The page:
Howard wrote:To give Tesla their due, they have shown it is possible to manufacture EVs with a reasonable range. Totally suitable for a second car. But will they be able to ramp up sales to match their production capacity?
To break into the mass premium market in Europe (and probably China) manufacturers need to make EVs at a starting price of around £20 - £25k for a base model. Then they can offer more luxurious versions at higher prices. This will open up a very large second car market.
I don't think Tesla will be that successful selling a really basic model 3 for around £35k in the UK (or Europe). Buyers of this value of car would expect leather (or "vegan" leather) seats and a "luxury" interior. Who wants to pay this amount of money and look a cheapskate when your friends get in the car?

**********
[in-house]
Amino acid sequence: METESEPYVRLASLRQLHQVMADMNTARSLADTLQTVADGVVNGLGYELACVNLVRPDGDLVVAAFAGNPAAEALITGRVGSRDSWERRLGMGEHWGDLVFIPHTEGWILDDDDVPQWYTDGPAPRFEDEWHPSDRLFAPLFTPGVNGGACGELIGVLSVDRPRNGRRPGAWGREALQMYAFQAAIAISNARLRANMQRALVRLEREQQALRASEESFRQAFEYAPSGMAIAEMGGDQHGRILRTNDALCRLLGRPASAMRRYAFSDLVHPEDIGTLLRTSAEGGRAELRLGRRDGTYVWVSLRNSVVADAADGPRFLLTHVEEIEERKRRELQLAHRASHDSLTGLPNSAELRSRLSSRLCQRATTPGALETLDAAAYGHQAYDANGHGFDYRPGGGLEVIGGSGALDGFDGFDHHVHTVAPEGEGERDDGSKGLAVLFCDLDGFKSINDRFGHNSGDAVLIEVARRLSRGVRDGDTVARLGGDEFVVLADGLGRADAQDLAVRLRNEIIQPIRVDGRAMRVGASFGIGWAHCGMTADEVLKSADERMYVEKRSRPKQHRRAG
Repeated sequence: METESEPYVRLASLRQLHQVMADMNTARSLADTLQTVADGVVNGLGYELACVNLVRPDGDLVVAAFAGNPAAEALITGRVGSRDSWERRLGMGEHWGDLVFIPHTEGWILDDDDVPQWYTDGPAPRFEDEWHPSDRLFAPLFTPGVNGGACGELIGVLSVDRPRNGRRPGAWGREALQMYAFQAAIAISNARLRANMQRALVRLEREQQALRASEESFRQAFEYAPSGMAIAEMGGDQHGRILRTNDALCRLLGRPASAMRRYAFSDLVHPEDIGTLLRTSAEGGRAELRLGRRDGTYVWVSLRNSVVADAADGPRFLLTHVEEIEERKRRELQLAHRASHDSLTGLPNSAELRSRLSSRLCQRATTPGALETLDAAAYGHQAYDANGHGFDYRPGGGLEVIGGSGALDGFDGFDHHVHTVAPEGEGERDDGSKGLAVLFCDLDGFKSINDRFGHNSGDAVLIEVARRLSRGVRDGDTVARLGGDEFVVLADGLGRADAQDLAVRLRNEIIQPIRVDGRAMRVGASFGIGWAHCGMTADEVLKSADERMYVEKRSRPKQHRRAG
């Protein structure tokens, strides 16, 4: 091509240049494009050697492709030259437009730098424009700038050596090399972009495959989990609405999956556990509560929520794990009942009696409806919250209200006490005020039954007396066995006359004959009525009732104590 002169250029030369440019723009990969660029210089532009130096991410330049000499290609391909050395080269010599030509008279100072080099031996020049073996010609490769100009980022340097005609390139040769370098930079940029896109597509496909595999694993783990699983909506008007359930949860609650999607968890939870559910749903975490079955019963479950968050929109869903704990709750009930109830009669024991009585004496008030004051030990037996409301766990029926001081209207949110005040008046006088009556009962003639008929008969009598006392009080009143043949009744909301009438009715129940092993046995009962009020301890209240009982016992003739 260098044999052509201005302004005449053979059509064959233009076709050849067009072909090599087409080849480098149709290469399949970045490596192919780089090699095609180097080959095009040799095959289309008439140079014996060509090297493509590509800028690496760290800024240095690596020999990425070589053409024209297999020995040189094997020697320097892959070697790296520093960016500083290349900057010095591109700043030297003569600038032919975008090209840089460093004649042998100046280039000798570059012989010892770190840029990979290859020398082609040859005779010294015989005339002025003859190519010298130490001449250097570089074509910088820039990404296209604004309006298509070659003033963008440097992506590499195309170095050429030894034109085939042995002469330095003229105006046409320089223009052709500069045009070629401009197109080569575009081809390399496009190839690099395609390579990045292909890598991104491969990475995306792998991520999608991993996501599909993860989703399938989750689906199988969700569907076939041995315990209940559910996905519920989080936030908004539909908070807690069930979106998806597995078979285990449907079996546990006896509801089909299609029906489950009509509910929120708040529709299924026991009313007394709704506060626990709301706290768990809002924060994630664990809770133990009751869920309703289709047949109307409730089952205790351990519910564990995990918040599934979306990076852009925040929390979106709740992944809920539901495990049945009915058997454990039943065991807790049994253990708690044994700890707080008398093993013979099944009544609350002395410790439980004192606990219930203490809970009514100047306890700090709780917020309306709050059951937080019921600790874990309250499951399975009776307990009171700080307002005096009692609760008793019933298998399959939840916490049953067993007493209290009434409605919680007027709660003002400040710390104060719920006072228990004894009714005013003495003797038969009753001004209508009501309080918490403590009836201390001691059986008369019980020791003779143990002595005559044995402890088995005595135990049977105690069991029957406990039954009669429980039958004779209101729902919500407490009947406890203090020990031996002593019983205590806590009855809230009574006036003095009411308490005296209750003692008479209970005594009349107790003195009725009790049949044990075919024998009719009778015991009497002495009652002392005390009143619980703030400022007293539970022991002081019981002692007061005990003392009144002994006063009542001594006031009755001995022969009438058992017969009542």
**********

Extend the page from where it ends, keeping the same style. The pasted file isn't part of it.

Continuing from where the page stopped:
I get into friends' cars which are BMW 7-series and similar, and into other friends' Tesla S. Both are high-end cars - up to you whether you call them premium or luxury or whatever. OK the aesthetic is different, but nonetheless they are not my cheapo Golf. I guess my NAD has a different aesthetic than my Nakamichi, that's product differentiation at work.
And there is no doubt about it, but that Tesla are making people's "first" cars and they are being used as such. In fact they are too expensive to be the 'second' car and for many Tesla families the anecdote is that this role is reserved for a used Prius, until such time as used Teslas become available.
Whether Tesla is a good investment I am unsure about. But my experience is that we should be very wary of 'trashtalking' them as a product as that would be to misinform our investment decisions.
And VW are fully aware that Tesla are the real deal in competition terms. That is why they are going all-out on the ID platform. They too realise this is a bet-the farm, or at least a bet-the-burning-bridge moment. Are they Nokians at the bridge, facing Apple? Difficult call .......